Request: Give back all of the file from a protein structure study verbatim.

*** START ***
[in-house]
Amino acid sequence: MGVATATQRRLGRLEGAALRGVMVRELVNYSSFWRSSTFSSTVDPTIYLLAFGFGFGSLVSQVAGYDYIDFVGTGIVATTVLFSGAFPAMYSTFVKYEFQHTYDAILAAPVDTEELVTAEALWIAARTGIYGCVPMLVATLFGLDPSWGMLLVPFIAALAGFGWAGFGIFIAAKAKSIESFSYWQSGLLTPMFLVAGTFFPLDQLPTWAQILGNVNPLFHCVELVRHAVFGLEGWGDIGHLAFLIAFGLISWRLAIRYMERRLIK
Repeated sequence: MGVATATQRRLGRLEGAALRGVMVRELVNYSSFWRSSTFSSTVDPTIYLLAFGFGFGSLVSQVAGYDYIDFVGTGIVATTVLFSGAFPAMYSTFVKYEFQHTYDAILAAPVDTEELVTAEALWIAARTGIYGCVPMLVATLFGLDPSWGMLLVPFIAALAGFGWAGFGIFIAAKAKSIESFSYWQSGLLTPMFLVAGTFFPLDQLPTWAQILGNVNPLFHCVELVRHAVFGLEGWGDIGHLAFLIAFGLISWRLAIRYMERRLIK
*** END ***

[in-house]
Amino acid sequence: MGVATATQRRLGRLEGAALRGVMVRELVNYSSFWRSSTFSSTVDPTIYLLAFGFGFGSLVSQVAGYDYIDFVGTGIVATTVLFSGAFPAMYSTFVKYEFQHTYDAILAAPVDTEELVTAEALWIAARTGIYGCVPMLVATLFGLDPSWGMLLVPFIAALAGFGWAGFGIFIAAKAKSIESFSYWQSGLLTPMFLVAGTFFPLDQLPTWAQILGNVNPLFHCVELVRHAVFGLEGWGDIGHLAFLIAFGLISWRLAIRYMERRLIK
Repeated sequence: MGVATATQRRLGRLEGAALRGVMVRELVNYSSFWRSSTFSSTVDPTIYLLAFGFGFGSLVSQVAGYDYIDFVGTGIVATTVLFSGAFPAMYSTFVKYEFQHTYDAILAAPVDTEELVTAEALWIAARTGIYGCVPMLVATLFGLDPSWGMLLVPFIAALAGFGWAGFGIFIAAKAKSIESFSYWQSGLLTPMFLVAGTFFPLDQLPTWAQILGNVNPLFHCVELVRHAVFGLEGWGDIGHLAFLIAFGLISWRLAIRYMERRLIK